For people blinded by Cold War mentalities and meat grinder military campaigns, this means more troops and conscripts. To those who focus on the Art of War, and winning without a fight, the quote simply advocates that if you increase your selection of weapons and their mass and quality, this will enable you to fight a better war by better means.

I think the meaning is clear enough.

Things can mean whatever people decide it means. People see the Golden Shrine blowing up, and understand it to an attempt to cause chaos in Iraq. Iranians see the Golden Shrine, and believe it is a op done by Americans to get more Muslims killed.

Things mean whatever I decide they mean, so long as I can convince enough people of the fact. In the age of the Cold War and nuclear weapons, that might not have been so effective because the stakes were laid out on the table, but in the 21st century the bluff has come back in full.

The American people, and American society, has to be prepared for sacrifice, real sacrifice, and a real call to duty.

Duty comes from choosing it, for death is lighter than a feather while duty is heavier than mountains. There is no duty nor honor nor patriotism when forced by law and decree. There is no justice in the Rule of Judges deciding what people should or should not die for, who or whose property this really is, or whether punishment is a valid societal function for rapists.

Most military gamers agree that you won't win through aerial assaults because you need to take ground territory with the grunts and the tanks, and physically occupy it. To do so, you need highly motivated troops prepared for urban combat, not conscripts taken from a pool of civilians with more brain power than guts. But Iran isn't conducting a war with their nukes, they are conducting a psychological operation, and that is rather different from a war which requires victory through occupation of land and territory.

The bureacracy can't separate talent from incompetence or merit from insanity, with a draft. Trusting the government to do the right thing, is the wrong thing to do.

For example, these people are so incompetent they will list 3 problems and can't even provide the solutions. Something even I could do concerning these.

* The United States was too late. Iran’s leaders had learned from what happened to Saddam Hussein in 1981, when Israeli F-16s destroyed a facility at Osirak where most of his nuclear projects were concentrated. Iran spread its research to at least a dozen sites—exactly how many, and where, the U.S. government could not be sure.
[If you can't use air power to destroy the target, use air power to effect a political resolution through terror and intimidation. If you can't get the target through regular means, use deception, if you can't use deception, go around and come at the problem from another direction. Restricting yourself to air strikes is pretty dumb, and obvious.]
* The United States was too vulnerable. Iran, until now relatively restrained in using its influence among the Iraqi Shiites, “could make Iraq hell,” in the words of one of our experts, Kenneth Pollack, of the Brookings Institution. It could use its influence on the world’s oil markets to shock Western economies—most of all, that of the world’s largest oil importer, the United States.
[I'm pretty sure Iran isn't restraining themselves in Iraq for our benefit. In other words, Pollack would prefer that Iran keep their goodies in the bag, thereby allowing Iran the decision when to open up murder and destruction in Iraq, instead of giving the initiative to America. Not very patriotic nor aggressive enough to win. Maybe people haven't realized this, but "Iraq is hell". Go ahead and make it worse, it's not going to matter in the end because if you could have overthrown our strategy there, you would already have done so. I'm also pretty sure America can make Iran vulnerable through annexation of territory and aerial bombardment of roads and transport. We could use our influence to shock the economy of the West, thereby driving up oil prices for everyone, including China and Russia. Maybe Kenneth should have realized what the "asy" meant in asymmetrical.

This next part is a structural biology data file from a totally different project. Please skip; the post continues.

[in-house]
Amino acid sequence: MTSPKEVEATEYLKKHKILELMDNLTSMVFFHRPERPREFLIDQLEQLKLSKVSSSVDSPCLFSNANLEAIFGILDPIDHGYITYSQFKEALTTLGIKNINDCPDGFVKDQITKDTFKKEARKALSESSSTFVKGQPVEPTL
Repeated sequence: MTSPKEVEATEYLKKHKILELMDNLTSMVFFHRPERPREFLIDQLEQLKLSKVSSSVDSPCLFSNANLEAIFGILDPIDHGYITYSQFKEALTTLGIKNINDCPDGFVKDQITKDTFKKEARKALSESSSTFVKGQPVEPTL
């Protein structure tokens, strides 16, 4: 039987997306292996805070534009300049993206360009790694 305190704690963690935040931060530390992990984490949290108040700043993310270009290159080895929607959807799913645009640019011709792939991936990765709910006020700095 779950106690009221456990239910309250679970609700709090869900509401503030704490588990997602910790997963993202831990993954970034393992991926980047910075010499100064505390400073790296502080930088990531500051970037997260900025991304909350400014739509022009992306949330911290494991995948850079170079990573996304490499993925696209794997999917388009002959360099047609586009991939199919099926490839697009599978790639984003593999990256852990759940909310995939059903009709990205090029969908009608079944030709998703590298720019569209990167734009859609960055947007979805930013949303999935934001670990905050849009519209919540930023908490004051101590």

* The plan was likely to backfire, in a grand-strategy sense. At best, it would slow Iranian nuclear projects by a few years. But the cost of buying that time would likely be a redoubling of Iran’s determination to get a bomb—and an increase in its bitterness toward the United States.

[Right, sure, maybe Iran will get so bitter they'll actually blow up or take hostage one of our embassies. Who are these talking "experts" kidding here? That's like saying, it is a detriment to piss off Al Qaeda cause they will execute American citizens that they capture... Hello, peaceful idiots, haven't they already been doing that? How do you redouble Iran's determination, is that like getting someone to die twice for jihad? 2X 72 Virgins in heaven now, is that it? We'll get people to stop killing, cause we'll just give them TWO, call it TWO, life sentences instead of one... ha. Right, we'll improve their love of women, with get this, TWO, TWO I say, pardons for rape. That'll "redouble" their love for peace.]

What's scary is that these people seem to be serious. They just don't get what asymmetrical warfare in the 21st century really means. It's not tank columns, it's not UN diplomacy, it is not international arms treaties or agreements, and it really isn't about who gets pissed off about who did what to whom.

Similarly, the United States can’t accept Iran’s emergence as a nuclear power, but it cannot prevent this through military means—unless it is willing to commit itself to all-out war.